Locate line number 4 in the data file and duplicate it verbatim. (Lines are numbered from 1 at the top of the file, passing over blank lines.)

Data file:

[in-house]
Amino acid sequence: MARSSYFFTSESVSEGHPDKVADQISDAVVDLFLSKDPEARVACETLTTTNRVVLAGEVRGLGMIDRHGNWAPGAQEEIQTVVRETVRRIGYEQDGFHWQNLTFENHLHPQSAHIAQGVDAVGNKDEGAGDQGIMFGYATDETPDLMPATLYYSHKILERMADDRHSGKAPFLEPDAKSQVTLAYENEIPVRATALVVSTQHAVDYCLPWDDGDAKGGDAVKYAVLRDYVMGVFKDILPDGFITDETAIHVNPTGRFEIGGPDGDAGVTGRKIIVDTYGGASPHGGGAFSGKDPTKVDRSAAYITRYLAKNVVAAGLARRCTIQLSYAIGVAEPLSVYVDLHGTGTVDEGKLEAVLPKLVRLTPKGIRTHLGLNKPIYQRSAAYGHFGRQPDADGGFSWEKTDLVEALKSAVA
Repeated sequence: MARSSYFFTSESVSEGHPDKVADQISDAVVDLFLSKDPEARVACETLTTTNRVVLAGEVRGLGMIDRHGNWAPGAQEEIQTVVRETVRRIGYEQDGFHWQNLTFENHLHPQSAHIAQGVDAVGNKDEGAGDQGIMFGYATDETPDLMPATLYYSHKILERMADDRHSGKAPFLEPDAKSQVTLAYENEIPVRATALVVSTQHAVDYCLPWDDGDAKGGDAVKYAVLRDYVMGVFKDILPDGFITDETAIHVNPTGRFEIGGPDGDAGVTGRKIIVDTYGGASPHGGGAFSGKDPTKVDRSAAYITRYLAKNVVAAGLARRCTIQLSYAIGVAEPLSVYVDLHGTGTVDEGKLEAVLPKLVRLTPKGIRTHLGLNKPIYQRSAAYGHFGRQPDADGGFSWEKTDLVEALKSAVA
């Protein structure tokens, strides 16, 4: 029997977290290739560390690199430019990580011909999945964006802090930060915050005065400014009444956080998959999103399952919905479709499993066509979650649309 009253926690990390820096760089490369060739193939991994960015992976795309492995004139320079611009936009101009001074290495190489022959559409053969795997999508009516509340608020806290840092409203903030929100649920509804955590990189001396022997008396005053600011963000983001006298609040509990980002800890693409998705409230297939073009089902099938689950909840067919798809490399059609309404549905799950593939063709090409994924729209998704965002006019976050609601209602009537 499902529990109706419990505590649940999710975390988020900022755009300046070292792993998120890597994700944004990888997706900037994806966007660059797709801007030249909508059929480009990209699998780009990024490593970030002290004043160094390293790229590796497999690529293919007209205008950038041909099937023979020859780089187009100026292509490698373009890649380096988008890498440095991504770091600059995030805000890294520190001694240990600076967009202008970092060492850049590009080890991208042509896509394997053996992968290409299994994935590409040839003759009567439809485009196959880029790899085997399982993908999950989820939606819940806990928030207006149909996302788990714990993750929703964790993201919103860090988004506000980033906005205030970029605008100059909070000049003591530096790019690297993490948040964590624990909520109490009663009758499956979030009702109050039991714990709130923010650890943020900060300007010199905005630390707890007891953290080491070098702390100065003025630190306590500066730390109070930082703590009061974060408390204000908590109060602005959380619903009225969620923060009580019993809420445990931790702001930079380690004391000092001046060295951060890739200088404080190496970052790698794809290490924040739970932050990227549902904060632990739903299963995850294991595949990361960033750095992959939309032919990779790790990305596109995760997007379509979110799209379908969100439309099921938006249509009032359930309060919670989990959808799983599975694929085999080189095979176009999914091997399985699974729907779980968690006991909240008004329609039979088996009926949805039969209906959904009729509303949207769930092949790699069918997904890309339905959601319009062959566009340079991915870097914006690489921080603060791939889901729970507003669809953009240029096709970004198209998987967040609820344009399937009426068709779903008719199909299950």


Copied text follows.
């Protein structure tokens, strides 16, 4: 029997977290290739560390690199430019990580011909999945964006802090930060915050005065400014009444956080998959999103399952919905479709499993066509979650649309 009253926690990390820096760089490369060739193939991994960015992976795309492995004139320079611009936009101009001074290495190489022959559409053969795997999508009516509340608020806290840092409203903030929100649920509804955590990189001396022997008396005053600011963000983001006298609040509990980002800890693409998705409230297939073009089902099938689950909840067919798809490399059609309404549905799950593939063709090409994924729209998704965002006019976050609601209602009537 499902529990109706419990505590649940999710975390988020900022755009300046070292792993998120890597994700944004990888997706900037994806966007660059797709801007030249909508059929480009990209699998780009990024490593970030002290004043160094390293790229590796497999690529293919007209205008950038041909099937023979020859780089187009100026292509490698373009890649380096988008890498440095991504770091600059995030805000890294520190001694240990600076967009202008970092060492850049590009080890991208042509896509394997053996992968290409299994994935590409040839003759009567439809485009196959880029790899085997399982993908999950989820939606819940806990928030207006149909996302788990714990993750929703964790993201919103860090988004506000980033906005205030970029605008100059909070000049003591530096790019690297993490948040964590624990909520109490009663009758499956979030009702109050039991714990709130923010650890943020900060300007010199905005630390707890007891953290080491070098702390100065003025630190306590500066730390109070930082703590009061974060408390204000908590109060602005959380619903009225969620923060009580019993809420445990931790702001930079380690004391000092001046060295951060890739200088404080190496970052790698794809290490924040739970932050990227549902904060632990739903299963995850294991595949990361960033750095992959939309032919990779790790990305596109995760997007379509979110799209379908969100439309099921938006249509009032359930309060919670989990959808799983599975694929085999080189095979176009999914091997399985699974729907779980968690006991909240008004329609039979088996009926949805039969209906959904009729509303949207769930092949790699069918997904890309339905959601319009062959566009340079991915870097914006690489921080603060791939889901729970507003669809953009240029096709970004198209998987967040609820344009399937009426068709779903008719199909299950």